PLETTENBERG BAY – It's a fact that we, as a species, are a remarkably fickle bunch. That we fall for fake news and are often mesmerised by whatever’s the biggest, brashest, loudest and possessed of the most Twitter followers, goes to show that being softly spoken in this maelstrom of madness is tantamount to being invisible. And that’s what’s gradually happened to the Touareg since its arrival in 2002.
Having met with much fanfare, including a stonking V10-engined turbodiesel and stunts such as towing a Boeing 747 and netting (albeit in the heaviest of disguises) top honours in the Dakar Rally, Volkswagen's halo SUV has otherwise gone about its business quietly, toiling away quietly on the boundary of the SUV stardom that the likes of the BMW X5 and Mercedes’ ML/GLE has enjoyed and lending its underpinnings to flashier relatives from the Porsche and Bentley stables.
It’s a posting that, to be completely honest, is ill-deserved; the Touareg has perennially proved itself to be a solidly crafted and suitably robust piece of luxury. It’s just not been shouty enough to garner the attention it’s so sorely due. With the release of this third-generation model, Volkswagen has again opted for this softly-softly approach … and that may not be a bad thing.
Its styling certainly doesn’t send heads whipping in its direction, instead being suitably Volkswagen-neat, taut and in places slightly crystalline in its execution. It’s a design that, when static, is almost invisible. But once on the move, with its slivers of LED daytime running lights flowing into the grille louvres, it suddenly begins to exude a pleasing purposefulness from its otherwise conservative frame.
The new Touareg is spun off Volkswagen’s MLB Evo platform, which already sees service underpinning such glamorous wares as the Porsche Cayenne, Bentley Bentayga and Lamborghini Urus. Measuring 4 878 mm long, the new Touareg is 77 mm longer, 44 mm wider, and at 1 702 mm in height, sports a roofline that’s 7 mm lower than that of its forebear. Luggage space also takes a 113-litre hike north of the previous car, with VW claiming 810 litres with the seats in place.
But while it’s bigger, yet still something of a stealth-premium SUV, it’s in the cabin is where the new Touareg really shines. Our Executive-spec test drive unit was fitted with the optional (R70 000-odd) “Innovision Cockpit” which ups the ante when it comes to the sheer acreage of virtual instrument screen a dash can house. The system occupies a vast swathe of facia, comprising a 12-inch virtual binnacle cluster and a 15-inch central display. This crisply defined interface is lag-free and oversees a wealth of ancillary functions, including climate controls and all manner of media and vehicle settings in between.
While the interface sports large, easy-to-prod tiles, it’s a system that can be deeply mined and can, without likely time-consuming familiarisation, prove a bit daunting to navigate on the go. But it’s not just the infotainment system that boasts the segment-leading span of glazing, the Touareg’s interior is bathed in light from the largest panoramic roof to ever grace a Volkswagen; a whopping 1 270 mm long and 825 mm wide.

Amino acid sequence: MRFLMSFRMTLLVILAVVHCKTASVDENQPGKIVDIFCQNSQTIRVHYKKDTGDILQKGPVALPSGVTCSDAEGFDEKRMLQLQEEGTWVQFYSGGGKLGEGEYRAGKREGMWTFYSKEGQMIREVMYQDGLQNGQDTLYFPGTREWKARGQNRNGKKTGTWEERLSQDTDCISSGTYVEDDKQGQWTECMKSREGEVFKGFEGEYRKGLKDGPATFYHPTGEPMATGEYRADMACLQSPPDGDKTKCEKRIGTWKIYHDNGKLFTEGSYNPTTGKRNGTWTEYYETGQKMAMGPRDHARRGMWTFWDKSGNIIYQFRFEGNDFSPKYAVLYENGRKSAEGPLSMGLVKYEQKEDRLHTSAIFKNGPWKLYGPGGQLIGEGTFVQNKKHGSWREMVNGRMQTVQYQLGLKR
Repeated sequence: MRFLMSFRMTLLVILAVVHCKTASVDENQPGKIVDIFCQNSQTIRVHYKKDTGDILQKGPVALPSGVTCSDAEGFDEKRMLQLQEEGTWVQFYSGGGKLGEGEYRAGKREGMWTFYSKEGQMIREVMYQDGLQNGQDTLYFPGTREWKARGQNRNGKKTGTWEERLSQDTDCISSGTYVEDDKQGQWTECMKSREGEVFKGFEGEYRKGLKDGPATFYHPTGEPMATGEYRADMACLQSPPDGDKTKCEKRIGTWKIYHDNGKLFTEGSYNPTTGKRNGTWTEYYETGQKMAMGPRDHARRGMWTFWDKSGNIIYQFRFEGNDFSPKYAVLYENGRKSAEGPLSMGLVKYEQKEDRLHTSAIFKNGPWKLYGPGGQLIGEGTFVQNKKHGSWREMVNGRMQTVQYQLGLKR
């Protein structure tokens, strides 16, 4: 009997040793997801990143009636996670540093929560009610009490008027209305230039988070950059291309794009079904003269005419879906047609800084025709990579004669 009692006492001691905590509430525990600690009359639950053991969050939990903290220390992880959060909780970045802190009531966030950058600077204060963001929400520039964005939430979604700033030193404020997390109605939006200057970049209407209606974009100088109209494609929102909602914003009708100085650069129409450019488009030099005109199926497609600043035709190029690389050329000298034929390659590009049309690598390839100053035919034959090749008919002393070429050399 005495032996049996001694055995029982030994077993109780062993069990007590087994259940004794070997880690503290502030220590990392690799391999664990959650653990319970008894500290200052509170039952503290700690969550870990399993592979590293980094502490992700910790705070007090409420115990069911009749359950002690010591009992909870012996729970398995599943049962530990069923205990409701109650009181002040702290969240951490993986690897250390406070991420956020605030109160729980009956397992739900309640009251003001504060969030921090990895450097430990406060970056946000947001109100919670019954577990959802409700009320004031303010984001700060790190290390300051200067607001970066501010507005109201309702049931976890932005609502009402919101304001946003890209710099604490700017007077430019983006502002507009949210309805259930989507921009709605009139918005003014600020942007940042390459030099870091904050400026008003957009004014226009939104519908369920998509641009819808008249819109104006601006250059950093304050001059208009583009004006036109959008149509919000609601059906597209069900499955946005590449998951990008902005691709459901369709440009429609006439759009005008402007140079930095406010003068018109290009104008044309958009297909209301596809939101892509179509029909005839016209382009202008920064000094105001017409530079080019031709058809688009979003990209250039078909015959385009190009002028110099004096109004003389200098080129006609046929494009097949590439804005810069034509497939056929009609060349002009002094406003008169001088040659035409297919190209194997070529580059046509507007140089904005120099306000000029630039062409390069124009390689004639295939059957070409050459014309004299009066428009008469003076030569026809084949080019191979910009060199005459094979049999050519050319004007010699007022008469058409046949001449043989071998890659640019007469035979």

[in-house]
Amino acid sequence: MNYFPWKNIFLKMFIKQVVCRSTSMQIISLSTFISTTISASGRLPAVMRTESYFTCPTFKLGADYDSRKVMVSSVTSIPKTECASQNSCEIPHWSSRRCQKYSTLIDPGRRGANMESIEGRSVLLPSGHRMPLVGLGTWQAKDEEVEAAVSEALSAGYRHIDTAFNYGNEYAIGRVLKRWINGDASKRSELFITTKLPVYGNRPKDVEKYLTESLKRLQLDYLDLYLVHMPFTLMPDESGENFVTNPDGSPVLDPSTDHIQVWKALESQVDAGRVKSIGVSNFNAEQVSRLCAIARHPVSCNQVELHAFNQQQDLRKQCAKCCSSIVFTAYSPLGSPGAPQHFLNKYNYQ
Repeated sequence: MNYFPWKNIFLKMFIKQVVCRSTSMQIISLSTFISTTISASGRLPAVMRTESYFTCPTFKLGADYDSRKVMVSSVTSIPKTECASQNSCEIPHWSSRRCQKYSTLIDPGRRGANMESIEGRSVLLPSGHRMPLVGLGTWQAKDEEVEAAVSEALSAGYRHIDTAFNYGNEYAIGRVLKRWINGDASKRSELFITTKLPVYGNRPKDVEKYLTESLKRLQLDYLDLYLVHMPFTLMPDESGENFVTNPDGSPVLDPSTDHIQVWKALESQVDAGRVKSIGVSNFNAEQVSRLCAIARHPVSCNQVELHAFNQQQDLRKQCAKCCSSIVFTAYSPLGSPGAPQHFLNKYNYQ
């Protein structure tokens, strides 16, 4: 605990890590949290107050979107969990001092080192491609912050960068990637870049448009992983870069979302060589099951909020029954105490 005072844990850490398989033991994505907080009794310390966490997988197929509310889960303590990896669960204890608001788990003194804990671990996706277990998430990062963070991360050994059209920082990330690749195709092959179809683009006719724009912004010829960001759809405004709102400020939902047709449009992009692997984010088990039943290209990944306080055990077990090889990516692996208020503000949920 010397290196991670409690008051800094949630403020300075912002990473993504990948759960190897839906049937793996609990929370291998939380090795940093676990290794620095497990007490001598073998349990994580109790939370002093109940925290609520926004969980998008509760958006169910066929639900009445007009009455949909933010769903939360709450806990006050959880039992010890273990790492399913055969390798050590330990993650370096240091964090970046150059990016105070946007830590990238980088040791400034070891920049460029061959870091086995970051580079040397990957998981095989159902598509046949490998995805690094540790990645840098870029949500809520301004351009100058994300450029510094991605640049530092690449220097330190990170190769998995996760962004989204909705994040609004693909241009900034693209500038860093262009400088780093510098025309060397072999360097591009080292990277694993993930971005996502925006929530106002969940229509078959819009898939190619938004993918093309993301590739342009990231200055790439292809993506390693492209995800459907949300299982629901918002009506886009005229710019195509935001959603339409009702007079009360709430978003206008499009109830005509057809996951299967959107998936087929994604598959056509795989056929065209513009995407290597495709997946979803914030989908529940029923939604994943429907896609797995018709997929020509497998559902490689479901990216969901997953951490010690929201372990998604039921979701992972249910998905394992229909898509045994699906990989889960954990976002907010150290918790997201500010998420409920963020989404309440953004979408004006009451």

Under the skin
The Touareg’s new platform, along with the utilisation of numerous lightweight materials in its construction, has shaved an impressive 106 kg off the kerb weight of its predecessor and this lighter frame is propelled by a 3,0-litre V6 turbodiesel (the one that’s soon to do service in the new Amarok V6) serving up 190 kW and 600 N.m of pull through Volkswagen’s multi-mode AWD system. The underpinnings can be further bolstered by an optional four-corner adaptive suspension system and an all-wheel steering setup that makes threading the Touareg’s substantial frame around tightly packed urban obstacles at low-speed less of a grimace-inducing affair.
Our route between Port Elizabeth and Plettenberg Bay took in a wide variety of surfaces, from smooth motorways to the tarmac patchwork of country roads and a considerable stretch of loose-surfaced dirt road with a generous helping washboard corrugations thrown in. No matter what was thrown the Touareg’s way, it calmly ironed out the lot.
Driving at pace on gravel, the new car feels less bulky and nose-heavy than its forebear and the brakes scrub off speed with an impressive alacrity. Those seeking involving driving dynamics may be left cold by the Touareg’s light steering and at times leisurely throttle response, but that’s missing the point of this car.
Fire and forget
Move to the motorway and the Touareg becomes a consummate fire-and-forget cruiser that wafts you over the miles in an effortless manner, quietly cocooned in an impeccably built cabin hewn from a wealth of soft-touch and other wonderfully tactile materials. The quiet innards did mean that a spot of tyre roar permeated the cabin, although admittedly only on the Eastern Cape sections of the N2, with their coarse surfacing.
It’s immensely frustrating that a car of the Touareg’s calibre has been perennially relegated to the periphery of our awareness when it comes to premium SUVs. But given the latest car’s showing, it’s heartening to know that in our loud, look-at-me world, there’s always a space for the softly spoken but substance-packed likes of the Touareg…